In DepthFUSION ENERGY

National Academies urges renewed commitment to fusion

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Science  21 Dec 2018:
Vol. 362, Issue 6421, pp. 1343
DOI: 10.1126/science.362.6421.1343

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Summary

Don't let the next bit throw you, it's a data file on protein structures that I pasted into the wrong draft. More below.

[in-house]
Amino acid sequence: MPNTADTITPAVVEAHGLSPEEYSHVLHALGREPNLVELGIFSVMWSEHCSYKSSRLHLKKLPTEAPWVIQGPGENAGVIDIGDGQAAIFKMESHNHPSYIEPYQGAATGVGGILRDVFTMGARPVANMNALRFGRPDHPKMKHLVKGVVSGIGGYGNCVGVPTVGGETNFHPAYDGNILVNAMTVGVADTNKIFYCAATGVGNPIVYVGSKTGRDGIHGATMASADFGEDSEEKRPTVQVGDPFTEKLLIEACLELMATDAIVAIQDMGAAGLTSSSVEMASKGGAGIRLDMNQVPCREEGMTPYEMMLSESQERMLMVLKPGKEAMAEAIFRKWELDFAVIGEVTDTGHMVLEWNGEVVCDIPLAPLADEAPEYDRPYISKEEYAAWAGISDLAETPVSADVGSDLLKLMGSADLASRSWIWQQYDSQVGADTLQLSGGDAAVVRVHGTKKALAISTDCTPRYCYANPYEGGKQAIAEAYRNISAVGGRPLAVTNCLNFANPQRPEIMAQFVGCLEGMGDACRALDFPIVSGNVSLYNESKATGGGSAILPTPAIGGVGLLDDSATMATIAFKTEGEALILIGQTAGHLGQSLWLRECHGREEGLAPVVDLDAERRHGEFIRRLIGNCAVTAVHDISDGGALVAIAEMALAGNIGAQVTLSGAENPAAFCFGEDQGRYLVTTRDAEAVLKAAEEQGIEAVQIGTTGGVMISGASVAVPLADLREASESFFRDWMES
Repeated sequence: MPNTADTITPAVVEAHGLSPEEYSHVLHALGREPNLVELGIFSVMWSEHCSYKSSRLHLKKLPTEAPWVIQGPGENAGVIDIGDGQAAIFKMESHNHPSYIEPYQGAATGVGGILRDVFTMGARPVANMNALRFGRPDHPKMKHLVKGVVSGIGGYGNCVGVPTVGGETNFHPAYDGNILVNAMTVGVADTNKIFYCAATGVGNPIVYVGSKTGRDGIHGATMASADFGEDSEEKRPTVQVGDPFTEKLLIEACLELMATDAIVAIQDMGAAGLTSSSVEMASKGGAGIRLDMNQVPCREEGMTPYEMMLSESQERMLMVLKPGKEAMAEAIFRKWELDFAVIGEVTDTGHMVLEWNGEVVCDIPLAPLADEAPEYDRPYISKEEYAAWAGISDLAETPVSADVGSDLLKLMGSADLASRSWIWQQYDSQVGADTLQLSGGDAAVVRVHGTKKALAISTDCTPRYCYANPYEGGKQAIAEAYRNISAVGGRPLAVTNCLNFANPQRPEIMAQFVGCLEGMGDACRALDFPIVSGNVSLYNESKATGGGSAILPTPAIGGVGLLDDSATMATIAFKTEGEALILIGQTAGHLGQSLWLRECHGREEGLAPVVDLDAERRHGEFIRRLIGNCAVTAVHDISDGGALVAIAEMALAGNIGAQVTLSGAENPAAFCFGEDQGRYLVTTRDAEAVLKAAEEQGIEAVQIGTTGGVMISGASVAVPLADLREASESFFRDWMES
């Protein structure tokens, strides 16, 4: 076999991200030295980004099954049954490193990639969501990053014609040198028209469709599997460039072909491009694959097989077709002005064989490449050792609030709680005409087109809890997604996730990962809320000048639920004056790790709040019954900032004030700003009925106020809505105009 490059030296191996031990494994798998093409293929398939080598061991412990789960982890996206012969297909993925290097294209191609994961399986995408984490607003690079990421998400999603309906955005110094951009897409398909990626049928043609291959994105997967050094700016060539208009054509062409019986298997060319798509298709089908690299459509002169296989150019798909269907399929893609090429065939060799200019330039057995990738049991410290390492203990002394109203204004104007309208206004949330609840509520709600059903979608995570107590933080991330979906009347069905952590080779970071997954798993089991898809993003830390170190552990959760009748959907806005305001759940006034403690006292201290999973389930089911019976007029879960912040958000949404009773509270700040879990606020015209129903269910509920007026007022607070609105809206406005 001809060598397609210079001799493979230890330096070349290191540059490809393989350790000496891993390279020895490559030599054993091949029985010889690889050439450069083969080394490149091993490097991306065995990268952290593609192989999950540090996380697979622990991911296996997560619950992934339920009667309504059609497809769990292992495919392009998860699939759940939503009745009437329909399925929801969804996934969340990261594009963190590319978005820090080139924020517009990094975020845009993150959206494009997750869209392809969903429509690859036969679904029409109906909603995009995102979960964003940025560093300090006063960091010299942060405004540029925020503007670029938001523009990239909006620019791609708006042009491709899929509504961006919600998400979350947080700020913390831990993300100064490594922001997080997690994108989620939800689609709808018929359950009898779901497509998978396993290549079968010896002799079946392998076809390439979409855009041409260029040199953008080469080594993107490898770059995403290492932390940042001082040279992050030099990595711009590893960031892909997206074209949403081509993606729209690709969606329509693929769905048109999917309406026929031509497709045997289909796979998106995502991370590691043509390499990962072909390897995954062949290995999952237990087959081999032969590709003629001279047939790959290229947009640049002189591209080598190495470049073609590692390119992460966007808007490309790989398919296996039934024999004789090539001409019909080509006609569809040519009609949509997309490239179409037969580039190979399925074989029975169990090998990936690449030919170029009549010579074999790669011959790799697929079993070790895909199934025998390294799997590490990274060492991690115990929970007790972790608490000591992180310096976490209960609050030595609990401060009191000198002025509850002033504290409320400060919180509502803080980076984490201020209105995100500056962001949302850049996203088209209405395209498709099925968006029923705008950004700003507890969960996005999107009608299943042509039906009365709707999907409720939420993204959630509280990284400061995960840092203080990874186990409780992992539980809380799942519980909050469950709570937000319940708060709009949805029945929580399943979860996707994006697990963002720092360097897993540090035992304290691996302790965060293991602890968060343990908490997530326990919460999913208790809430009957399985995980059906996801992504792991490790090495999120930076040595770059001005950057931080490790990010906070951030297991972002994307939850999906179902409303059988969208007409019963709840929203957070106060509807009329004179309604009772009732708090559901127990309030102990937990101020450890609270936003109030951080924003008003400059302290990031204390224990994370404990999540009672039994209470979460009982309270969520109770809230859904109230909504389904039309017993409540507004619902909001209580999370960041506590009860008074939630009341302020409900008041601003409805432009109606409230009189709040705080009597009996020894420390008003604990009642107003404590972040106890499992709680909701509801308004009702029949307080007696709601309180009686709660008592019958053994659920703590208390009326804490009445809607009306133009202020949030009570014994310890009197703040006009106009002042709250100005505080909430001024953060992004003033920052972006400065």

The United States should prepare to build its own prototype fusion power plant, according to leading energy scientists. The compact power plant (CPP), able to generate sustained electric power, would be a follow-up to ITER, an international megaproject under construction near Cadarache in France that aims to demonstrate that a fusion generator can produce more energy than it consumes. To be built in the 2030s, the CPP would be smaller and cheaper than ITER, says a report released last week by a committee of the National Academies of Sciences, Engineering, and Medicine. But it would depend on yet-unproven technologies, and researchers will need the knowledge they'll gain from ITER. In the past, lawmakers in the U.S. Senate have called for the United States to withdraw from ITER. But the report argues against a pullout, noting that the country would first have to build its own version of ITER before launching the CPP. To realize the committee's vision, the report also calls for increasing U.S. funding for fusion research by $200 million per year, a 35% increase over the current $564 million annual budget.

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